rider’s maximum heart rate and mean heart rate data also showed a large effect size and the rider’s minimum heart rate means showed a moderate effect size. Due to unforeseen
circumstances and the low number of participants, the hypotheses could not be evaluated using inferential statistics. However, the patterns of the findings led to some modifications of methods and the selection of another equestrian sport for Study 2.
The findings from Study 2 with thirty dressage teams indicate the working relationship between horse and rider was stable across environments during a dressage
test. The heart rate synchronisation analysis was able to identify significant relationships between most horse and rider teams during a dressage test in both the training and competition environments. At a group level the correlation between the horse and rider heart rates displayed a significant positive relationship in the training environment, but not in the competition environment. A t-test analysis found stability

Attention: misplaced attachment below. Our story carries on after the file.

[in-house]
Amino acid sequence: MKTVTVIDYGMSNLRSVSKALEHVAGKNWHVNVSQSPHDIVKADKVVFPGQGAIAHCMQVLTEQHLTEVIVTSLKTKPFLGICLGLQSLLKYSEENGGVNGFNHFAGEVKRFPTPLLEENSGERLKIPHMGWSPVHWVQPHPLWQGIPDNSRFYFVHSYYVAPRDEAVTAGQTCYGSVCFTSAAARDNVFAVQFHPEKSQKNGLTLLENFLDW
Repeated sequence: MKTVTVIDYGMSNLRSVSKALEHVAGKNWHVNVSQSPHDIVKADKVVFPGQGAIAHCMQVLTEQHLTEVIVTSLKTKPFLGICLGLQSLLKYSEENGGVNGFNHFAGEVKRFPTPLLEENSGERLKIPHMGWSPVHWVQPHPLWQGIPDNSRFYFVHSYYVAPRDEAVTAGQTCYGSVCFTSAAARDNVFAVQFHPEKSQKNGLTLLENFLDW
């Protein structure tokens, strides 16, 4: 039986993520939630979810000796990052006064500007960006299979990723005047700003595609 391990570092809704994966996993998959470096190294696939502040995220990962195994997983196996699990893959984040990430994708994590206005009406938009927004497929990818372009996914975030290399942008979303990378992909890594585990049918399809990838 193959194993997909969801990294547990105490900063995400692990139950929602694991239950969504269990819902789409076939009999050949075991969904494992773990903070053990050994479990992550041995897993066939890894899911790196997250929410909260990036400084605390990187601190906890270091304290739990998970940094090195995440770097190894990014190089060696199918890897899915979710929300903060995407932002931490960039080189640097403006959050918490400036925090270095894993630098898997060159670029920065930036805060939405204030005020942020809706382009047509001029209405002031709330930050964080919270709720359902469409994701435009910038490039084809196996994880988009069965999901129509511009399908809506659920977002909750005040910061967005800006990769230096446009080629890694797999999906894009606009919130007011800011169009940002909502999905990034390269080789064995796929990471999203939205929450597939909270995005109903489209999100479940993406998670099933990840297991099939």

of the horse’s temperament across environments, suggesting that the Horse Temperament Inventory is measuring temperament traits. Also the rider’s somatic anxiety showed a significant increase in the competition environment, which was also reflected in the rider’s emotional experience of this anxiety. Unexpectedly the rider’s self-confidence was also significantly higher in the competition environment. However, no predicted associations were found between working relationship scores and heart rate synchronisation, or between these measures and horse and rider factors.